Deterred by those forbidding walls, we return to our apartment. There we sit on the terrace, dine on a supermarket roast chicken and cherries from the garden, and watch the hills turn a deep violet. (It’s only back in Mumbai that I penetrate those walls and find the largest and oldest prison in Croatia, where Marshall Tito, the communist leader of Yugoslavia, was once incarcerated.)

****

The next morning, we drive into Zagreb, a city of untidy graffiti and quirky charm. We do all the touristy things — binge on pancakes at Kava Tava; attend a service at the Cathedral with filigree spires; explore the swirly-patterned, giddy-making realm of the Museum of Illusions. We ride the funicular to the Upper Town, and explore an impressive square surrounded by churches and substantial buildings. One is the office of the Prime Minister, bombed in 1991 during Croatia’s struggle for independence from Yugoslavia. Another is the parliament.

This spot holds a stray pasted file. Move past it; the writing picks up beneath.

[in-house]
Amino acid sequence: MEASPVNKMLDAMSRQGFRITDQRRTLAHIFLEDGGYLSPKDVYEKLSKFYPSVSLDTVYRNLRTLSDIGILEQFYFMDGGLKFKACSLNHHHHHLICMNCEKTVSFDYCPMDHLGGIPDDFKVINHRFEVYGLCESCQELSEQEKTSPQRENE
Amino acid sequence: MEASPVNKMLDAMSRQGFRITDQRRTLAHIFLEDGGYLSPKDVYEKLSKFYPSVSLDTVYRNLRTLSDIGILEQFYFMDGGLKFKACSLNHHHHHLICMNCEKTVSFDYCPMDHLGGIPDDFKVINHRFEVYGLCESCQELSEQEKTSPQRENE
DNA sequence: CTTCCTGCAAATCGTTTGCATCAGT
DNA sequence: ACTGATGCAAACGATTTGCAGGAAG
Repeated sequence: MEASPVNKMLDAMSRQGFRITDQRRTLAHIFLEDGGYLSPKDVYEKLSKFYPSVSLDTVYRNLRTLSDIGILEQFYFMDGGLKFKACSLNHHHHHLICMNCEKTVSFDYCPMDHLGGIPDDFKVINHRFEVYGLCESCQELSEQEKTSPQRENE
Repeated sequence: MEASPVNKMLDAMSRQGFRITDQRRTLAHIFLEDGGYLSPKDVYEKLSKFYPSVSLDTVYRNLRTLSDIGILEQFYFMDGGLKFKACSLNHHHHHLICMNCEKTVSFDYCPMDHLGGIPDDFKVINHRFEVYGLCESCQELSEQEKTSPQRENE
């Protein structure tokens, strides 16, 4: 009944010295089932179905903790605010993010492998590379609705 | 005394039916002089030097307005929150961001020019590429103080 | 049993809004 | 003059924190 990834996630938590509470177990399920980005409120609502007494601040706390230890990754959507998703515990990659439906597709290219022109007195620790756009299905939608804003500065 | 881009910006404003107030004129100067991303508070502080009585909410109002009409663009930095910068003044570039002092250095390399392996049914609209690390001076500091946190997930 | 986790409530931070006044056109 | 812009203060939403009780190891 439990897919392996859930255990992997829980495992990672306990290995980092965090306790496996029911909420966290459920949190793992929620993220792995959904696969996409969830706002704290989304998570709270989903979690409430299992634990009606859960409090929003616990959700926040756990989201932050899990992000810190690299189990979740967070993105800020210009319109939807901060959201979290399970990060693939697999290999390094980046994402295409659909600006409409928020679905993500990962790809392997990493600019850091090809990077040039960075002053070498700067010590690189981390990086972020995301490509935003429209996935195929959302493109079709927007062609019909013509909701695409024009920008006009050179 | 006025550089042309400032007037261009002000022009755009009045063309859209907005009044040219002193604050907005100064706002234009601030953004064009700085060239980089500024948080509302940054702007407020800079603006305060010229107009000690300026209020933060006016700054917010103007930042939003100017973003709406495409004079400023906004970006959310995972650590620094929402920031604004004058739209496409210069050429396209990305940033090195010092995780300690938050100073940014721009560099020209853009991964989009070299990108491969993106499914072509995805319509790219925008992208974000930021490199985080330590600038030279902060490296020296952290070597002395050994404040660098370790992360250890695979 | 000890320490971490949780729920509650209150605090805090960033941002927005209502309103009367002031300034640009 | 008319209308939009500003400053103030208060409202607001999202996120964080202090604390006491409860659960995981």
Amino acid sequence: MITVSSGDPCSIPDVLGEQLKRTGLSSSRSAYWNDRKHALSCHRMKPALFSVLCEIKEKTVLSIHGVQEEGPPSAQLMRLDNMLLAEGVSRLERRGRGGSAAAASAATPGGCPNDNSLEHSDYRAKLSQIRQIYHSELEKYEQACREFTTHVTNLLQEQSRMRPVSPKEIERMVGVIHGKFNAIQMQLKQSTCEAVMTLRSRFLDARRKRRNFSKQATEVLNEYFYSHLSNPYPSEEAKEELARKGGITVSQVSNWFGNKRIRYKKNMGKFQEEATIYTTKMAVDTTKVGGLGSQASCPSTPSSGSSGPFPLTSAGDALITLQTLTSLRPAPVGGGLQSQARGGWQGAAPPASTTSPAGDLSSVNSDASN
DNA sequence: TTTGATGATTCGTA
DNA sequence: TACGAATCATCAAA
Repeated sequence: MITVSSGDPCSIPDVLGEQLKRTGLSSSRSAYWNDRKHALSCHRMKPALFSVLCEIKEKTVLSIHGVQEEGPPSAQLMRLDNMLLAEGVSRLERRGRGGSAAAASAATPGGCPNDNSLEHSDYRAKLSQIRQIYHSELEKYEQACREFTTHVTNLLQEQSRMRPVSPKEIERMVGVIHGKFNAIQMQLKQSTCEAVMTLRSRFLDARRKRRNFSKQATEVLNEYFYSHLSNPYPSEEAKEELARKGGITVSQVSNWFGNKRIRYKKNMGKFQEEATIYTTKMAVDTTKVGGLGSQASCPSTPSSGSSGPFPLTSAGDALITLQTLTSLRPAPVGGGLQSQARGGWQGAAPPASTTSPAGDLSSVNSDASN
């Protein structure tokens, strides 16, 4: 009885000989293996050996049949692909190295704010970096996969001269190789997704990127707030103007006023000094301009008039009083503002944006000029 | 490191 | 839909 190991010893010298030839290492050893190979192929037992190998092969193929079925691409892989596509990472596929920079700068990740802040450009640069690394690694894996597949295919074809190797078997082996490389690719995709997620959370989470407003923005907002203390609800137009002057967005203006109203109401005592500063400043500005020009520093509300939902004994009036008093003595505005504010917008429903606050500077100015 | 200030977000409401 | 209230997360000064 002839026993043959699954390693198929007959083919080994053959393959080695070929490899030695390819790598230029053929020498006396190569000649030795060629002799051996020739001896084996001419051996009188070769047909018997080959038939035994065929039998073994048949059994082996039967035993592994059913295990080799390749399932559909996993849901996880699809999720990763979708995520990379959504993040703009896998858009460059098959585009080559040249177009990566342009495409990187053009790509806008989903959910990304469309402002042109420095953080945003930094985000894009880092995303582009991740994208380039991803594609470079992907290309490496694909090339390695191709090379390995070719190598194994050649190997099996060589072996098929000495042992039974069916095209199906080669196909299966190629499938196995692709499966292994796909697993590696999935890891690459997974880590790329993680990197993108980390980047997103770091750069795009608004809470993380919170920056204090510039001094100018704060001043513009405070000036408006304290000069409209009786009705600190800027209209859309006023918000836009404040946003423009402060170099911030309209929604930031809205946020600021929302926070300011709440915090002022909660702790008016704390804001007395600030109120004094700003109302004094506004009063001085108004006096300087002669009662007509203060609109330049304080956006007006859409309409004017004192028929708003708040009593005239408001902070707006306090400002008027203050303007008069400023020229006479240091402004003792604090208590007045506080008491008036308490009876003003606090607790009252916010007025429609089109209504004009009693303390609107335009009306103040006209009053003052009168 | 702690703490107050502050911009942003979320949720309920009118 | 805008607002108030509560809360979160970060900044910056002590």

In our entire circuit, guess how many security personnel we spot? Two.

On our first evening in trendy Zagreb we stumble upon The Festival of Sweets at a local park that features not just raspberry pastries and cinnamon gelatos, but also a band called Jam Bucket. On our second evening we wander the city centre, looking for planets. A group of local artists created their own solar system in Zagreb — marble-sized planets tucked away in corners of the city after careful calculation of orbits and relative sizes. It’s easy to find the large, golden sun. Not so easy to find tiny Mercury, Venus, Earth and Mars. Then we give up.

In the boutiques and cafés, it’s easy to forget that Croatia is an infant country with a bloody, recent history. That the memories are still raw is apparent at the edgy Museum of Contemporary Art in Zagreb — a minimalist, industrial space filled with political messages, brutal images and pain.

****